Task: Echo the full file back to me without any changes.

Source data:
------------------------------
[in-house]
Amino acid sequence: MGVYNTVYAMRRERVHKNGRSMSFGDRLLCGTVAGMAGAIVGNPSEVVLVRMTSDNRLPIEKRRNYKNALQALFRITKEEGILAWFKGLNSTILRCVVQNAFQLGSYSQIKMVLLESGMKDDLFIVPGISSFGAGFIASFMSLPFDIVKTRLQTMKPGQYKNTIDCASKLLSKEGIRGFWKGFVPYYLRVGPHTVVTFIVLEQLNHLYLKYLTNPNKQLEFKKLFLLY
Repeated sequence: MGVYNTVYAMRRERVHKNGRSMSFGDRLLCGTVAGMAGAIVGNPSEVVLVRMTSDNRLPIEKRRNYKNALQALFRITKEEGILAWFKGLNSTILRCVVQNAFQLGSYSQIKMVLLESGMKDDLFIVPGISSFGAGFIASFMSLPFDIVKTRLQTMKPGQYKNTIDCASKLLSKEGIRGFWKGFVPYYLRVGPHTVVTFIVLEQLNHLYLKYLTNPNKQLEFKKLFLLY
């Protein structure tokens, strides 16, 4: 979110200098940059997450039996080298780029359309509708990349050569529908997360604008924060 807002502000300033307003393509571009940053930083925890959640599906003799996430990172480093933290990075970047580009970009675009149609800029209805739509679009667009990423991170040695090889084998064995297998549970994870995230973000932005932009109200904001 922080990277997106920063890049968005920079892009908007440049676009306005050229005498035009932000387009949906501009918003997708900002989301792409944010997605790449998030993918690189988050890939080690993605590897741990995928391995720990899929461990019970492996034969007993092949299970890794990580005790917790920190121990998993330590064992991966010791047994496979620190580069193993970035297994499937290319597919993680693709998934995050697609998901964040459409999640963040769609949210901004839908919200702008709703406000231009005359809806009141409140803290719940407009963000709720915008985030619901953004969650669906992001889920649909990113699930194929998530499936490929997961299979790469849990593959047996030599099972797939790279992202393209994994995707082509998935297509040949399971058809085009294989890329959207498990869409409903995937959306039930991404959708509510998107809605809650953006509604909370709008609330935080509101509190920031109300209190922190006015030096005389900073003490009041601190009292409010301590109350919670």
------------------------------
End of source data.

[in-house]
Amino acid sequence: MGVYNTVYAMRRERVHKNGRSMSFGDRLLCGTVAGMAGAIVGNPSEVVLVRMTSDNRLPIEKRRNYKNALQALFRITKEEGILAWFKGLNSTILRCVVQNAFQLGSYSQIKMVLLESGMKDDLFIVPGISSFGAGFIASFMSLPFDIVKTRLQTMKPGQYKNTIDCASKLLSKEGIRGFWKGFVPYYLRVGPHTVVTFIVLEQLNHLYLKYLTNPNKQLEFKKLFLLY
Repeated sequence: MGVYNTVYAMRRERVHKNGRSMSFGDRLLCGTVAGMAGAIVGNPSEVVLVRMTSDNRLPIEKRRNYKNALQALFRITKEEGILAWFKGLNSTILRCVVQNAFQLGSYSQIKMVLLESGMKDDLFIVPGISSFGAGFIASFMSLPFDIVKTRLQTMKPGQYKNTIDCASKLLSKEGIRGFWKGFVPYYLRVGPHTVVTFIVLEQLNHLYLKYLTNPNKQLEFKKLFLLY
């Protein structure tokens, strides 16, 4: 979110200098940059997450039996080298780029359309509708990349050569529908997360604008924060 807002502000300033307003393509571009940053930083925890959640599906003799996430990172480093933290990075970047580009970009675009149609800029209805739509679009667009990423991170040695090889084998064995297998549970994870995230973000932005932009109200904001 922080990277997106920063890049968005920079892009908007440049676009306005050229005498035009932000387009949906501009918003997708900002989301792409944010997605790449998030993918690189988050890939080690993605590897741990995928391995720990899929461990019970492996034969007993092949299970890794990580005790917790920190121990998993330590064992991966010791047994496979620190580069193993970035297994499937290319597919993680693709998934995050697609998901964040459409999640963040769609949210901004839908919200702008709703406000231009005359809806009141409140803290719940407009963000709720915008985030619901953004969650669906992001889920649909990113699930194929998530499936490929997961299979790469849990593959047996030599099972797939790279992202393209994994995707082509998935297509040949399971058809085009294989890329959207498990869409409903995937959306039930991404959708509510998107809605809650953006509604909370709008609330935080509101509190920031109300209190922190006015030096005389900073003490009041601190009292409010301590109350919670």